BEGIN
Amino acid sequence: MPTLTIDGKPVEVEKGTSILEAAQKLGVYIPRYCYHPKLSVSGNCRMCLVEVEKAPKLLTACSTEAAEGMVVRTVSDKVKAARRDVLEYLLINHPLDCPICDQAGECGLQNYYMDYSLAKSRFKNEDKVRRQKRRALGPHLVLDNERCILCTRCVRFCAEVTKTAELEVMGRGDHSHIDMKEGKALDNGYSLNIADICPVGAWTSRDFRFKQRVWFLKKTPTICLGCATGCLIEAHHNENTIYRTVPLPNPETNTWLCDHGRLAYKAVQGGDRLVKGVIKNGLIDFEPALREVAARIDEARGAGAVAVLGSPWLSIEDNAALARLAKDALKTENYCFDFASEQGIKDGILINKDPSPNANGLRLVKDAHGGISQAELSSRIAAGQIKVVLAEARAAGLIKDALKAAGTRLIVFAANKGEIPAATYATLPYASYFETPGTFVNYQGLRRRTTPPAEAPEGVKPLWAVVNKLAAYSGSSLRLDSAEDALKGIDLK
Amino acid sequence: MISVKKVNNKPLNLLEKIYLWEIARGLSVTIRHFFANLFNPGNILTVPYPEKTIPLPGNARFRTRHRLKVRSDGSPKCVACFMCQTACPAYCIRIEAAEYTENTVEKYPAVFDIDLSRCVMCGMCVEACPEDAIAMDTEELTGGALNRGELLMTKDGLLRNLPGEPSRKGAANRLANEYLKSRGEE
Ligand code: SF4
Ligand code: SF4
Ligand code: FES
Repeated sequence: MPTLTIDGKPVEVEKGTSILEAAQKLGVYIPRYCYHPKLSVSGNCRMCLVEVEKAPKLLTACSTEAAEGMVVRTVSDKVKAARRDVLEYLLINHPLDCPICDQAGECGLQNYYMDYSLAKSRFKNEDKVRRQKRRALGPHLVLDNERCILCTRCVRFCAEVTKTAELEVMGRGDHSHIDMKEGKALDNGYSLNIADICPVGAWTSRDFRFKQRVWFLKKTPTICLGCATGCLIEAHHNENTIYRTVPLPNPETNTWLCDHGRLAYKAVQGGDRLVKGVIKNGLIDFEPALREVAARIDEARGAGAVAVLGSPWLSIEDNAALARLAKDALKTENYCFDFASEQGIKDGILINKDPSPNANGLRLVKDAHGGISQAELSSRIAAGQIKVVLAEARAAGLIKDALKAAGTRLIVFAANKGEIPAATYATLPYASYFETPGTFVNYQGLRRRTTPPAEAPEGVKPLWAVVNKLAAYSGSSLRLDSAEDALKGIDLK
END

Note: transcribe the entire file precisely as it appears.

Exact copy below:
Amino acid sequence: MPTLTIDGKPVEVEKGTSILEAAQKLGVYIPRYCYHPKLSVSGNCRMCLVEVEKAPKLLTACSTEAAEGMVVRTVSDKVKAARRDVLEYLLINHPLDCPICDQAGECGLQNYYMDYSLAKSRFKNEDKVRRQKRRALGPHLVLDNERCILCTRCVRFCAEVTKTAELEVMGRGDHSHIDMKEGKALDNGYSLNIADICPVGAWTSRDFRFKQRVWFLKKTPTICLGCATGCLIEAHHNENTIYRTVPLPNPETNTWLCDHGRLAYKAVQGGDRLVKGVIKNGLIDFEPALREVAARIDEARGAGAVAVLGSPWLSIEDNAALARLAKDALKTENYCFDFASEQGIKDGILINKDPSPNANGLRLVKDAHGGISQAELSSRIAAGQIKVVLAEARAAGLIKDALKAAGTRLIVFAANKGEIPAATYATLPYASYFETPGTFVNYQGLRRRTTPPAEAPEGVKPLWAVVNKLAAYSGSSLRLDSAEDALKGIDLK
Amino acid sequence: MISVKKVNNKPLNLLEKIYLWEIARGLSVTIRHFFANLFNPGNILTVPYPEKTIPLPGNARFRTRHRLKVRSDGSPKCVACFMCQTACPAYCIRIEAAEYTENTVEKYPAVFDIDLSRCVMCGMCVEACPEDAIAMDTEELTGGALNRGELLMTKDGLLRNLPGEPSRKGAANRLANEYLKSRGEE
Ligand code: SF4
Ligand code: SF4
Ligand code: FES
Repeated sequence: MPTLTIDGKPVEVEKGTSILEAAQKLGVYIPRYCYHPKLSVSGNCRMCLVEVEKAPKLLTACSTEAAEGMVVRTVSDKVKAARRDVLEYLLINHPLDCPICDQAGECGLQNYYMDYSLAKSRFKNEDKVRRQKRRALGPHLVLDNERCILCTRCVRFCAEVTKTAELEVMGRGDHSHIDMKEGKALDNGYSLNIADICPVGAWTSRDFRFKQRVWFLKKTPTICLGCATGCLIEAHHNENTIYRTVPLPNPETNTWLCDHGRLAYKAVQGGDRLVKGVIKNGLIDFEPALREVAARIDEARGAGAVAVLGSPWLSIEDNAALARLAKDALKTENYCFDFASEQGIKDGILINKDPSPNANGLRLVKDAHGGISQAELSSRIAAGQIKVVLAEARAAGLIKDALKAAGTRLIVFAANKGEIPAATYATLPYASYFETPGTFVNYQGLRRRTTPPAEAPEGVKPLWAVVNKLAAYSGSSLRLDSAEDALKGIDLK